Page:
I have been listening to this BBC Radio 4 programme on iPlayer for the past few weeks and more or less enjoying it. The premise is that the historian Amanda Vickery examines six archetypes of masculinity, the knight, the gentleman, the lover, the sailor, the explorer and the suits, through a combination of historical experts and readings from primary sources. This past week, the explorer, was especially fun for me as it included contributions from Max Jones, my former PhD supervisor, and John Tosh, with whom I have worked.
In general, the programme works well, although the conclusion at the end of episode two, that men defined themselves as much in relation to other men as to women was something of a ‘duh’ moment for me, although that is me talking as an historian of masculinty. There are, however, some bigger problems with I am having with the programme. The first of these is the association of each archetype with a particular period in history: the knight with the middle ages, the gentleman with the Renaissance, the lover with the eighteenth century, the sailor with the early nineteenth century, the explorer with the late nineteenth/early twentieth century and the suit with the mid-twentieth century. Archetype does, of course, refer to the prototype, the original pattern on which all subsequent types are based, so examining the period of emergence is what the programme sets out to do. But surely to understand the significance of any one archetype to our current view of masculinity we need to see how the pattern developed over time? In other words we should probably think about the reimagining of the knight and courtly love in the nineteenth century to grasp the full significance of the twelfth century model to our ideas about masculinity and its cultural significance.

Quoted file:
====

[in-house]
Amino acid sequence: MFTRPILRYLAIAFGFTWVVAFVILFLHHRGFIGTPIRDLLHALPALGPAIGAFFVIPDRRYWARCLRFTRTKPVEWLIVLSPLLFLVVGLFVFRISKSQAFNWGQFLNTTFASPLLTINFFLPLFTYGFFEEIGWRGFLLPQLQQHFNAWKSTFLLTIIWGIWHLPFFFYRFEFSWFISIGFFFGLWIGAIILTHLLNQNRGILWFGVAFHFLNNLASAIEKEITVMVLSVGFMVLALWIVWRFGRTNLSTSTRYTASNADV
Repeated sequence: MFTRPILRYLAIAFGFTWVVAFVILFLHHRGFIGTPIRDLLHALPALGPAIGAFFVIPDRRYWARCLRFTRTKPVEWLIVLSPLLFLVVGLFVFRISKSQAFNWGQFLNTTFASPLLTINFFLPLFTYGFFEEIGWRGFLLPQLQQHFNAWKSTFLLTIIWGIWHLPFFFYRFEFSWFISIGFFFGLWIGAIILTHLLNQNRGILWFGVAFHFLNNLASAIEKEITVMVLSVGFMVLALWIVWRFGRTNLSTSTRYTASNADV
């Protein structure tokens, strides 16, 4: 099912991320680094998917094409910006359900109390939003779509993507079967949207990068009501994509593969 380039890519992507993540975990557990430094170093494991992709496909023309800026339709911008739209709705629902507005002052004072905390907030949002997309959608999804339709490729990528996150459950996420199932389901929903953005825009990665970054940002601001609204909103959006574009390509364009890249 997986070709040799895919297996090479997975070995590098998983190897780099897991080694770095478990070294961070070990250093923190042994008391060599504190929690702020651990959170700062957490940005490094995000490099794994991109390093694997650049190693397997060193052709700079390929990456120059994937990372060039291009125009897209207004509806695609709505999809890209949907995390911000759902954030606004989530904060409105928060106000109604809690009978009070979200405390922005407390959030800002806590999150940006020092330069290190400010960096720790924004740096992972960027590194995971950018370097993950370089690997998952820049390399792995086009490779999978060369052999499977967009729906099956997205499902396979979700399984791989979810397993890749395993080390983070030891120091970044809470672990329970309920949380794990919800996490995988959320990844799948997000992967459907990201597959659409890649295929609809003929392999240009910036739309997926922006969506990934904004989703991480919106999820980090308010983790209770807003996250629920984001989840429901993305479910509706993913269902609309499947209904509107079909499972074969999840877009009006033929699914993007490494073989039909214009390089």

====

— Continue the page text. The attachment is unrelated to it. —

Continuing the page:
My second gripe is about the archetypes chosen for discussion. All of them are archetypes of public masculinity, with the possible exception of the lover, the discussion of which included the most fabulous diary of a Manchester wigmaker who noted down every time (and position) he had sex with his wives (there were four in total). Given the argument that men have, over time, defined themselves as much in relation to other men as to women, it seems odd not to have looked at what those other types of masculinity might be. Especially in light of John Tosh’s contribution this past week, where he argues that the explorer was a form of escape from the domestic, why have we not heard about the archetype of the husband and father or patriarch? For that matter, after the knight and the sailor, where are the scholar, the craftsman or engineer, the administrator? Above all, if you are going to discuss the lover as a masculine archetype that is defined against woman, why is there nothing on the householder, the ultimate archetype of mature masculinity that separates the man from the boy throughout modern history? As far as I can see, the archetypes have been chosen to illustrate the thesis that men define themselves primarily within all-male hierarchies, a reasonable argument but definitely not the whole story. So, here is to the return of an interesting series with an expanded cast of men (and their others) in the future.